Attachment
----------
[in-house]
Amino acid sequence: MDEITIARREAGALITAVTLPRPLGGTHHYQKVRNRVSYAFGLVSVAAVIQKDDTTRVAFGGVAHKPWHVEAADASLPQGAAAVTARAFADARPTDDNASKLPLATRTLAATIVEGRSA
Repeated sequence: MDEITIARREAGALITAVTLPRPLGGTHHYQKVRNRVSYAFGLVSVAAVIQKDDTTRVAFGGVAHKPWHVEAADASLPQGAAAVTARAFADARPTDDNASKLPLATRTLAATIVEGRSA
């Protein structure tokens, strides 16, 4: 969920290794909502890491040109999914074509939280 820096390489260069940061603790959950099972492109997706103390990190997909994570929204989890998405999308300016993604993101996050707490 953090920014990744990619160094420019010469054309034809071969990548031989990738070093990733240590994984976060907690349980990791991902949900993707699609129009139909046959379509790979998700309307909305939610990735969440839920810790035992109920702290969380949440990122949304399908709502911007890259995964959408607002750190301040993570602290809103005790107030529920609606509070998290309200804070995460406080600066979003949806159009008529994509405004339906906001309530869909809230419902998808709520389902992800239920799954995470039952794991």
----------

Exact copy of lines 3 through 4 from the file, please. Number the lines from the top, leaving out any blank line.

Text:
Repeated sequence: MDEITIARREAGALITAVTLPRPLGGTHHYQKVRNRVSYAFGLVSVAAVIQKDDTTRVAFGGVAHKPWHVEAADASLPQGAAAVTARAFADARPTDDNASKLPLATRTLAATIVEGRSA
């Protein structure tokens, strides 16, 4: 969920290794909502890491040109999914074509939280 820096390489260069940061603790959950099972492109997706103390990190997909994570929204989890998405999308300016993604993101996050707490 953090920014990744990619160094420019010469054309034809071969990548031989990738070093990733240590994984976060907690349980990791991902949900993707699609129009139909046959379509790979998700309307909305939610990735969440839920810790035992109920702290969380949440990122949304399908709502911007890259995964959408607002750190301040993570602290809103005790107030529920609606509070998290309200804070995460406080600066979003949806159009008529994509405004339906906001309530869909809230419902998808709520389902992800239920799954995470039952794991």